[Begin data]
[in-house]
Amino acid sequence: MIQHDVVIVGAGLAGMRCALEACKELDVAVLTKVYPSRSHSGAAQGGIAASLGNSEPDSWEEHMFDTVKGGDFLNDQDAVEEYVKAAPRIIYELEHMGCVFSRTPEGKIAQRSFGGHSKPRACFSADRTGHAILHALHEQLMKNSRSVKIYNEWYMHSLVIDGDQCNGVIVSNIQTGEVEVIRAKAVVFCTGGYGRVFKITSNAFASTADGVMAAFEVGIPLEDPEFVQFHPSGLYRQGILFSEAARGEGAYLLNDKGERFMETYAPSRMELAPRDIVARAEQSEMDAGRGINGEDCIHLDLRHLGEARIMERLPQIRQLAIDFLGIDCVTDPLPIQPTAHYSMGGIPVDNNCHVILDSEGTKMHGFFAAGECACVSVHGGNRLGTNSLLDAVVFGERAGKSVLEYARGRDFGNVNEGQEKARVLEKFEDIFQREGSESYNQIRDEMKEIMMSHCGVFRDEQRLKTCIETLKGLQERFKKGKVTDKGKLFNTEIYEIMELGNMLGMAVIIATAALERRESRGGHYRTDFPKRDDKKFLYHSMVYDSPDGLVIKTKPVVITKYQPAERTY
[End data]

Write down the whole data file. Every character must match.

[in-house]
Amino acid sequence: MIQHDVVIVGAGLAGMRCALEACKELDVAVLTKVYPSRSHSGAAQGGIAASLGNSEPDSWEEHMFDTVKGGDFLNDQDAVEEYVKAAPRIIYELEHMGCVFSRTPEGKIAQRSFGGHSKPRACFSADRTGHAILHALHEQLMKNSRSVKIYNEWYMHSLVIDGDQCNGVIVSNIQTGEVEVIRAKAVVFCTGGYGRVFKITSNAFASTADGVMAAFEVGIPLEDPEFVQFHPSGLYRQGILFSEAARGEGAYLLNDKGERFMETYAPSRMELAPRDIVARAEQSEMDAGRGINGEDCIHLDLRHLGEARIMERLPQIRQLAIDFLGIDCVTDPLPIQPTAHYSMGGIPVDNNCHVILDSEGTKMHGFFAAGECACVSVHGGNRLGTNSLLDAVVFGERAGKSVLEYARGRDFGNVNEGQEKARVLEKFEDIFQREGSESYNQIRDEMKEIMMSHCGVFRDEQRLKTCIETLKGLQERFKKGKVTDKGKLFNTEIYEIMELGNMLGMAVIIATAALERRESRGGHYRTDFPKRDDKKFLYHSMVYDSPDGLVIKTKPVVITKYQPAERTY